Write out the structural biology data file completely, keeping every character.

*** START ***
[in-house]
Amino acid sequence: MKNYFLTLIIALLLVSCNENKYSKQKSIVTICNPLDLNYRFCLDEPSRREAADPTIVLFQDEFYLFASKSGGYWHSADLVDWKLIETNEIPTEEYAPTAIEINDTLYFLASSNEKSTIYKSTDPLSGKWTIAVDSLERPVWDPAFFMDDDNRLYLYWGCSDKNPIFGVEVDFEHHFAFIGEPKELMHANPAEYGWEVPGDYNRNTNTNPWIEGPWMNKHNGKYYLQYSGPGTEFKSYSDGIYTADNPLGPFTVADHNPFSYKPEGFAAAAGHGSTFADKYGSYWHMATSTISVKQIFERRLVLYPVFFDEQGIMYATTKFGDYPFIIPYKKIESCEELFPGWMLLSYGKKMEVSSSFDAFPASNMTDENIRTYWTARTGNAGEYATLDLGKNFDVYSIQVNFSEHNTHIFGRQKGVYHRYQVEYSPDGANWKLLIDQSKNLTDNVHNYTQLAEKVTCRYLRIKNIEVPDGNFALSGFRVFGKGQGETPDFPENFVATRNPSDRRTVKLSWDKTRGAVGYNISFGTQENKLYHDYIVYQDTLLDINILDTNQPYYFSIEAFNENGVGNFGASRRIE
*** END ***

[in-house]
Amino acid sequence: MKNYFLTLIIALLLVSCNENKYSKQKSIVTICNPLDLNYRFCLDEPSRREAADPTIVLFQDEFYLFASKSGGYWHSADLVDWKLIETNEIPTEEYAPTAIEINDTLYFLASSNEKSTIYKSTDPLSGKWTIAVDSLERPVWDPAFFMDDDNRLYLYWGCSDKNPIFGVEVDFEHHFAFIGEPKELMHANPAEYGWEVPGDYNRNTNTNPWIEGPWMNKHNGKYYLQYSGPGTEFKSYSDGIYTADNPLGPFTVADHNPFSYKPEGFAAAAGHGSTFADKYGSYWHMATSTISVKQIFERRLVLYPVFFDEQGIMYATTKFGDYPFIIPYKKIESCEELFPGWMLLSYGKKMEVSSSFDAFPASNMTDENIRTYWTARTGNAGEYATLDLGKNFDVYSIQVNFSEHNTHIFGRQKGVYHRYQVEYSPDGANWKLLIDQSKNLTDNVHNYTQLAEKVTCRYLRIKNIEVPDGNFALSGFRVFGKGQGETPDFPENFVATRNPSDRRTVKLSWDKTRGAVGYNISFGTQENKLYHDYIVYQDTLLDINILDTNQPYYFSIEAFNENGVGNFGASRRIE